European Tour ’73
(Canada, 15 min.)
Dir. Ross Munro
Watching another family’s home movies can often be a bore, but Ross Munro has fun sharing his family’s adventure in European Tour ’73. This energetic short doc sees the filmmaker reflect upon his family’s titular excursion to the other side of the pond. Munro opens up a box left behind by his father and revisits upon some Super 8 footage shot during the tour. He humorously plays the part of the ignorant tourist whilst pointing out all the sights they encountered along the way. Munro, his four brothers, and their parents breeze through London, Luxembourg, and (very briefly) Liechtenstein among other locales on a whirlwind tour that, seemingly, charts its path randomly and erratically.
There is method to the madness planned by Munro’s father, reflected in the zany style of the film itself, as the doc sobers up when the family arrives in Dachau, Germany. Reflecting upon the images of the family’s visit to the Nazi concentration camp, Munro grasps the significance of the tour for both his father and grandfather.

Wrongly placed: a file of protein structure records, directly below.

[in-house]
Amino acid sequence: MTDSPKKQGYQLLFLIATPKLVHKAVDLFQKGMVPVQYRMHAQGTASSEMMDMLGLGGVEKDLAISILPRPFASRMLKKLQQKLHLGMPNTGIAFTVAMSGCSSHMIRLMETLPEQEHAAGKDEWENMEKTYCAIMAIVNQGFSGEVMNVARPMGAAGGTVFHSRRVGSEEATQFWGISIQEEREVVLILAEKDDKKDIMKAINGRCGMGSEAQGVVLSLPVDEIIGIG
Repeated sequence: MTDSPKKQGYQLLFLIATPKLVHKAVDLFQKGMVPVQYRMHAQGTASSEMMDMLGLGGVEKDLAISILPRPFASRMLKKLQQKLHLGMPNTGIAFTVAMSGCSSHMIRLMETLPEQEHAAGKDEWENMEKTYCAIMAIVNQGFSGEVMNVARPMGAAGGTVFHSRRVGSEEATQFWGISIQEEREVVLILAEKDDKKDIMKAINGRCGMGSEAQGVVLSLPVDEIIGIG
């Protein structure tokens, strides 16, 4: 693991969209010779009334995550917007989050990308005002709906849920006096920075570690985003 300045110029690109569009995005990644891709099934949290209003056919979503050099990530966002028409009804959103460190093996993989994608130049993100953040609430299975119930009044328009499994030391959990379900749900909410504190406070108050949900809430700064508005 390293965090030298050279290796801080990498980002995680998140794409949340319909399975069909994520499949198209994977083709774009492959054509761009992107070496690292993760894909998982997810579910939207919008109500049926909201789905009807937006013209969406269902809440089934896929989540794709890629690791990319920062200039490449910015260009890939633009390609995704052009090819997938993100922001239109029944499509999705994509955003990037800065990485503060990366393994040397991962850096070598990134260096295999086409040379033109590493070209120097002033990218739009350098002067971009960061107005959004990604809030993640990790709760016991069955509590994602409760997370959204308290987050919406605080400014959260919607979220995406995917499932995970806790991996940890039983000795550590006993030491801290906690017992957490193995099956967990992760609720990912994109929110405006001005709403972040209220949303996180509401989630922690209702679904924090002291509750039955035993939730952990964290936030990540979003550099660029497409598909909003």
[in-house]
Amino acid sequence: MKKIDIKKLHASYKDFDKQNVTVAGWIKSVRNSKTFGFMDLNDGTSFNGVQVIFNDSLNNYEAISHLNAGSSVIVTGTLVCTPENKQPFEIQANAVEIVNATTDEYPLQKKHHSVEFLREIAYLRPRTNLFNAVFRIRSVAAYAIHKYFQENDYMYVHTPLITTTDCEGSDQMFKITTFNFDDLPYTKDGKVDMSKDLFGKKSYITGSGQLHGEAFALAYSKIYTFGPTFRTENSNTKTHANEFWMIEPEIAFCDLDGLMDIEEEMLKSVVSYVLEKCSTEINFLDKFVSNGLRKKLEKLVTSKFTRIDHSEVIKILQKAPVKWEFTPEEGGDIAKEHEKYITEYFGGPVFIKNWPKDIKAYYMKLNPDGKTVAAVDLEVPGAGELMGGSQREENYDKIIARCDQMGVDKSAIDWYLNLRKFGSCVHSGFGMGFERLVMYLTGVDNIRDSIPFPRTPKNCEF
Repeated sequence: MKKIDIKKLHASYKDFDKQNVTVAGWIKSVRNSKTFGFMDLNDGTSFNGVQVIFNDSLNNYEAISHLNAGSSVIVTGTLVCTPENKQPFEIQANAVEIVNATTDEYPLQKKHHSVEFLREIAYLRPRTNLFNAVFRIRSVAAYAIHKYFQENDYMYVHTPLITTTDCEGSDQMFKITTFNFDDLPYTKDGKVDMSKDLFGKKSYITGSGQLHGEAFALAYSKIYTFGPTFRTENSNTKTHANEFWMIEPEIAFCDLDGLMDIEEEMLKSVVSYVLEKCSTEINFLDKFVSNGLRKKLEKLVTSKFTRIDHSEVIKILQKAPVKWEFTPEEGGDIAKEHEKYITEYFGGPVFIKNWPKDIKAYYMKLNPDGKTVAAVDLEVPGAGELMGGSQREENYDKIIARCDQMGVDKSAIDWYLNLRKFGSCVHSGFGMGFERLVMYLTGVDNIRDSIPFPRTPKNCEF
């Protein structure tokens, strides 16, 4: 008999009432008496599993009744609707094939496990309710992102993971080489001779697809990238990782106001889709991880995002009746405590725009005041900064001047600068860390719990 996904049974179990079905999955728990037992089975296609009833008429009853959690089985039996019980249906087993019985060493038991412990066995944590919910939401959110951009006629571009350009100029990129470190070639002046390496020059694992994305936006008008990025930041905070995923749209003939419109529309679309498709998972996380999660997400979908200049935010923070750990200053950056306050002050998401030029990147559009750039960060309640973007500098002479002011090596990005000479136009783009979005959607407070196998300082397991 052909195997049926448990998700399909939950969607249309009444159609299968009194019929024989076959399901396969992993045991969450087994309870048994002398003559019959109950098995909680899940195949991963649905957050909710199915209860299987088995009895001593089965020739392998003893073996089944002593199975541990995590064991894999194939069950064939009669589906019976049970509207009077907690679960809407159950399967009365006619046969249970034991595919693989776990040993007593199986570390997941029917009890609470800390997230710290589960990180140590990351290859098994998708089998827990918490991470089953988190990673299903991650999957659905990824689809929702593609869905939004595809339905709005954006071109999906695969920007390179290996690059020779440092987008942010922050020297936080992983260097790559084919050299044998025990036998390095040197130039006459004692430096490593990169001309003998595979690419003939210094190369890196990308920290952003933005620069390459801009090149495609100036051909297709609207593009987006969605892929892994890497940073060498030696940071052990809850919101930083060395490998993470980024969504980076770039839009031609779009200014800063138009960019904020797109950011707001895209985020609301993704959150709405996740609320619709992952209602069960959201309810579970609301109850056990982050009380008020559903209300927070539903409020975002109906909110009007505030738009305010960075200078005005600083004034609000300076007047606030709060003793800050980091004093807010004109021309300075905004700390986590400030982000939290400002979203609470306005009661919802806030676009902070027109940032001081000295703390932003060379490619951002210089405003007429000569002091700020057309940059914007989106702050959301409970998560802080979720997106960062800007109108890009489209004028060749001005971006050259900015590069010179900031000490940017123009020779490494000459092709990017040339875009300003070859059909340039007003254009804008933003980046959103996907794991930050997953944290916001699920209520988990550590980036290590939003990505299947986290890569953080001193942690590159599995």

The film playfully acknowledges the juvenile lens through which the filmmaker viewed the tour at the time. Spunky animation mixes with the images from the family archive, while the introduction of black and white still photography late in the film helps guide its dramatic turn. Munro’s narration speaks of a young film geek who couldn’t stand the thought of missing an entire summer at the movies (welcome to 2020, younger Ross!) in a year that eerily parallels today. But the doc also speaks to the value of looking to the past to make sense of the present as the director narrates in a direct address to his sister, Sandra.
European Tour ’73 is a lot of fun as it shares one family’s personal slice of history. It imparts the value in passing these stories along between generations—or any friends and family members who weren’t able to take such a tour themselves.